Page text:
• Matt Ardron

You're not getting stronger...? 3 Reasons Why

Updated: Oct 21

Feel like you've hit a plateau in your training and wonder why you're not getting stronger?


Building muscular strength has a whole host of benefits for everyone from the Bodybuilder as a means to build muscle through progressive overload to the general gym goer who wants to be fit and healthy long in to later life, Strength training is a must for everyone and continuing to improve strength has numerous benefits.


So what do you do if you if you've reached a plateau in your Strength progression?

3 Reasons why you're being held back


- Your Form -



Spending any amount of time in the gym will highlight one of the biggest issues we have in increasing our Strength is the form used with exercises.


Not spending time improving your form on an exercise will in the long run hold you back. You're starting from a broken foundation expecting to make progress, you'll increase your risk of injury it's only a matter of time before an injury occurs and to add to that you'll likely not even lift with the Muscle you expect as others take over to compensate for the inferior movement pattern.


-What Can you do?-

- Record yourself and be critical what are you taking shortcuts on? what can you improve? or if you're still unsure work with a professional to assess your form and help correct any issues.

- Lower the weight, often poor form stems from trying to lift more weight that you can handle. Stop with the Ego drop the weight and start again, perfect that form and then slowly over weeks, months and years add the smallest weight possible to progress and keep your form intact. You'll pass the weight you've been grinding out with bad form quicker than you think, make better strength progress in the future and reduce your chance of injury. Thank me later.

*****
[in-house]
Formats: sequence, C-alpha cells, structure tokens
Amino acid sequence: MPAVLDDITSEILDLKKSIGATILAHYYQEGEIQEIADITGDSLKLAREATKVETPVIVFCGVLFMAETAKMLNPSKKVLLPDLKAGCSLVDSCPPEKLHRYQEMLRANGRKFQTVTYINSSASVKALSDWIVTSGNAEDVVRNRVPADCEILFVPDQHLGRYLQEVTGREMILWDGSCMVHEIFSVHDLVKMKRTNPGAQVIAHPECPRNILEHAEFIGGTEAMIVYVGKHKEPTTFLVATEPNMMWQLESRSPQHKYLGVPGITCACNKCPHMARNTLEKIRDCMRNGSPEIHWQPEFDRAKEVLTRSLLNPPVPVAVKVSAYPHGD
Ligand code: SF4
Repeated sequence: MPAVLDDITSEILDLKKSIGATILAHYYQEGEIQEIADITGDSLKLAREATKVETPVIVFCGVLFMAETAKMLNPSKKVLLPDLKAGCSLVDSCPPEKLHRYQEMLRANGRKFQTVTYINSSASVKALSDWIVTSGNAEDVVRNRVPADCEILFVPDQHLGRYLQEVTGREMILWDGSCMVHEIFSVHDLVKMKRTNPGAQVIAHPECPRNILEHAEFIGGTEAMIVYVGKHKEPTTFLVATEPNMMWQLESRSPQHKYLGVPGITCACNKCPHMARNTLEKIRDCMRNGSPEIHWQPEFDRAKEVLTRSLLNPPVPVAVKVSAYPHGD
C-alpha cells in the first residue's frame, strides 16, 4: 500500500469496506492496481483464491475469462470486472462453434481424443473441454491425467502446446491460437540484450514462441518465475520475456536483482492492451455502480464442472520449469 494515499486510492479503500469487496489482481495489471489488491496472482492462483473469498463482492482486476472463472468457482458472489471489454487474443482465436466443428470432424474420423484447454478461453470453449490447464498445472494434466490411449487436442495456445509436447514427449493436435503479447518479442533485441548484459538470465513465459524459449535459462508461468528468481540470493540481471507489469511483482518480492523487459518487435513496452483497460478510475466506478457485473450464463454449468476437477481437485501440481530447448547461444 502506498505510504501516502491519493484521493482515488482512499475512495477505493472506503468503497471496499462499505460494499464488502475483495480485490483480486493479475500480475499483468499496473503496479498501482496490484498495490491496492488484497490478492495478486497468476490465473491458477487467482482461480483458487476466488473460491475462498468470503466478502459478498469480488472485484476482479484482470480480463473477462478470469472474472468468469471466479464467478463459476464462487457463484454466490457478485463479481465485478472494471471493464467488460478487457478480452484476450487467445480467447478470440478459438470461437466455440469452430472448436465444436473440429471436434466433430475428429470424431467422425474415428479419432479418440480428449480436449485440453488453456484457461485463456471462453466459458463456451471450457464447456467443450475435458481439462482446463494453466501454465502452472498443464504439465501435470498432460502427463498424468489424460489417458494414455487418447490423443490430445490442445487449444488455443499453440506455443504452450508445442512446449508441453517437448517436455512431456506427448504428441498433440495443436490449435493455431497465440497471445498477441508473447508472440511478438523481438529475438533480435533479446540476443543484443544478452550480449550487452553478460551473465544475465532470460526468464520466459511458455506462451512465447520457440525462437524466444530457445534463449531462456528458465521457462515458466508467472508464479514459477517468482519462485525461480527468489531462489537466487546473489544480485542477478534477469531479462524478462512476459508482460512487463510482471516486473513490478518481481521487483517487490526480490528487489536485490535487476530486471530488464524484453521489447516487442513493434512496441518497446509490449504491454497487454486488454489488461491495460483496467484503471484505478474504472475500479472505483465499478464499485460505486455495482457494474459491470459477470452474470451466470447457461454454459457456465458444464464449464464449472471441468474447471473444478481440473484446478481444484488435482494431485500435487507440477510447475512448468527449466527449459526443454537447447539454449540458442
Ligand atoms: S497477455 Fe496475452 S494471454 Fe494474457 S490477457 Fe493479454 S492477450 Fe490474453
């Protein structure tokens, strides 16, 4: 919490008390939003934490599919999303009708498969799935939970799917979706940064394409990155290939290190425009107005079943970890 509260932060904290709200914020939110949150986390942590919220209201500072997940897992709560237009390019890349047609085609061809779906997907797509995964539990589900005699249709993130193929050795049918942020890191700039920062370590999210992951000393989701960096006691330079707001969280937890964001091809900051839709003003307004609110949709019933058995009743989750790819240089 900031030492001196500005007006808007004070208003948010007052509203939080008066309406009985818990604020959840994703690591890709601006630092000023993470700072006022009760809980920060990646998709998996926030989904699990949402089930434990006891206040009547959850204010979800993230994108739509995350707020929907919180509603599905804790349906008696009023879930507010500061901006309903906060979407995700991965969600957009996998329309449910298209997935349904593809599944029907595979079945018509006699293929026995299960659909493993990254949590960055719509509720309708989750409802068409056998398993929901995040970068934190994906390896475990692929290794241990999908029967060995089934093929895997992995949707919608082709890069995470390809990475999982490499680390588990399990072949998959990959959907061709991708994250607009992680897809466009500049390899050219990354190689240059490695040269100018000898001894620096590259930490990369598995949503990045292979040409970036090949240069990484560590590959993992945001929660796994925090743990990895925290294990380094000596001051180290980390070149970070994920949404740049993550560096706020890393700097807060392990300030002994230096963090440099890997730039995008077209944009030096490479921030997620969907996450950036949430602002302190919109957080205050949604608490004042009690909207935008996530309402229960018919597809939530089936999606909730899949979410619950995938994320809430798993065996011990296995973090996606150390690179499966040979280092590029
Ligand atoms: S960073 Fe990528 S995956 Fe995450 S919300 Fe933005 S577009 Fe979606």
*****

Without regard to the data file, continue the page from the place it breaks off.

- Take your time -

So many especially those new to the gym come in with there new found plan from the latest workout trend expecting immediate results or letting there ego's take control. Load up the bar with as much weight as possible and proceed to grind out those reps... for the next month! You've already begun at a disadvantage giving your body no time to actually adapt to the training stimuli and if you don't end up with terrible form or an injury then all you're doing is stunting your progress.


Training, muscle gain and strength gains are your body's adaptation to the stress you put on your body through training. If you just start with the most you can handle you give yourself no time to actually adapt to that weight, you must allow your body time to adapt to the demands placed on it and this is done through progressive overload.


-What Can you do?-

- Start light with any new training program, new exercise or returning to the gym you should start lighter than you think leave a good few reps in the tank and again maintain that form!

- Create a Diary Log your workouts it's so important for any lifter is to log what you do in the gym. Use your phone or bring an old fashioned diary. Write down each exercise you do and what Sets/Reps and rest times you use. This is how you progress and cause that adaptation to training.

- Progressive Overload Each week check your diary. As long as your form maintained and you had reps in the tank add more weight than the previous week. 2.5kg for upper body and 5kg for lower body exercises is a good starting point. Taking weeks/Months to improve will give your body time to adapt, build strength and muscle and continue to progress much quicker than your friend grinding the same weight out every week.





- Stick with a PLAN -